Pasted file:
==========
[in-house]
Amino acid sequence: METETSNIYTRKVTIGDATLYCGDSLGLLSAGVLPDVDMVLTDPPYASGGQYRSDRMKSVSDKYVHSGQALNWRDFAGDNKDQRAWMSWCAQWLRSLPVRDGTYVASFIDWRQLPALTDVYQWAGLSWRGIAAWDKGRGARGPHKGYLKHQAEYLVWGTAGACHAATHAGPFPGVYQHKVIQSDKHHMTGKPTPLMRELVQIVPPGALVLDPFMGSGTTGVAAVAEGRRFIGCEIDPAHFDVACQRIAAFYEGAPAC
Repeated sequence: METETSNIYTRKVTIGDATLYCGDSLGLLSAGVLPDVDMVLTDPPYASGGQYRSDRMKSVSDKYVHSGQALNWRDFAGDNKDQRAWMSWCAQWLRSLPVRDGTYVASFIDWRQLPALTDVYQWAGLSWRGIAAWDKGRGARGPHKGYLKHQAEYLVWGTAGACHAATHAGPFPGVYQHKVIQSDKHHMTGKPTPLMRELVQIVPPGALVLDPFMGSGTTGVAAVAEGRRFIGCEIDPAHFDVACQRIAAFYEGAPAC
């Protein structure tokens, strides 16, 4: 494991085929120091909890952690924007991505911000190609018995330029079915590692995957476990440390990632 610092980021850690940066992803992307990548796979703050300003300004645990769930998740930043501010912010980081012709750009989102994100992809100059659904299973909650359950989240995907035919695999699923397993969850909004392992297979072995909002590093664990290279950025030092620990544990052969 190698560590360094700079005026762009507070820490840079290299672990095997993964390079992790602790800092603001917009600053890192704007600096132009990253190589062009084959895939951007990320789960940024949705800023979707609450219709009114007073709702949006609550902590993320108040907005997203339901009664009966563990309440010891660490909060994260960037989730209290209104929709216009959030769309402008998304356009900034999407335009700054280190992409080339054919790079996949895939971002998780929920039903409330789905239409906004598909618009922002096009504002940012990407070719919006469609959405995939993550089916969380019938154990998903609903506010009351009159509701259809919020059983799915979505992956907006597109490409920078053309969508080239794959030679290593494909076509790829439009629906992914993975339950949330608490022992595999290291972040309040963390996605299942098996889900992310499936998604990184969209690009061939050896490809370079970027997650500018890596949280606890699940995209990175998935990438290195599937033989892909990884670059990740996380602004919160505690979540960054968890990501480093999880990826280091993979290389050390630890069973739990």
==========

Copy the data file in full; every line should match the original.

[in-house]
Amino acid sequence: METETSNIYTRKVTIGDATLYCGDSLGLLSAGVLPDVDMVLTDPPYASGGQYRSDRMKSVSDKYVHSGQALNWRDFAGDNKDQRAWMSWCAQWLRSLPVRDGTYVASFIDWRQLPALTDVYQWAGLSWRGIAAWDKGRGARGPHKGYLKHQAEYLVWGTAGACHAATHAGPFPGVYQHKVIQSDKHHMTGKPTPLMRELVQIVPPGALVLDPFMGSGTTGVAAVAEGRRFIGCEIDPAHFDVACQRIAAFYEGAPAC
Repeated sequence: METETSNIYTRKVTIGDATLYCGDSLGLLSAGVLPDVDMVLTDPPYASGGQYRSDRMKSVSDKYVHSGQALNWRDFAGDNKDQRAWMSWCAQWLRSLPVRDGTYVASFIDWRQLPALTDVYQWAGLSWRGIAAWDKGRGARGPHKGYLKHQAEYLVWGTAGACHAATHAGPFPGVYQHKVIQSDKHHMTGKPTPLMRELVQIVPPGALVLDPFMGSGTTGVAAVAEGRRFIGCEIDPAHFDVACQRIAAFYEGAPAC
């Protein structure tokens, strides 16, 4: 494991085929120091909890952690924007991505911000190609018995330029079915590692995957476990440390990632 610092980021850690940066992803992307990548796979703050300003300004645990769930998740930043501010912010980081012709750009989102994100992809100059659904299973909650359950989240995907035919695999699923397993969850909004392992297979072995909002590093664990290279950025030092620990544990052969 190698560590360094700079005026762009507070820490840079290299672990095997993964390079992790602790800092603001917009600053890192704007600096132009990253190589062009084959895939951007990320789960940024949705800023979707609450219709009114007073709702949006609550902590993320108040907005997203339901009664009966563990309440010891660490909060994260960037989730209290209104929709216009959030769309402008998304356009900034999407335009700054280190992409080339054919790079996949895939971002998780929920039903409330789905239409906004598909618009922002096009504002940012990407070719919006469609959405995939993550089916969380019938154990998903609903506010009351009159509701259809919020059983799915979505992956907006597109490409920078053309969508080239794959030679290593494909076509790829439009629906992914993975339950949330608490022992595999290291972040309040963390996605299942098996889900992310499936998604990184969209690009061939050896490809370079970027997650500018890596949280606890699940995209990175998935990438290195599937033989892909990884670059990740996380602004919160505690979540960054968890990501480093999880990826280091993979290389050390630890069973739990």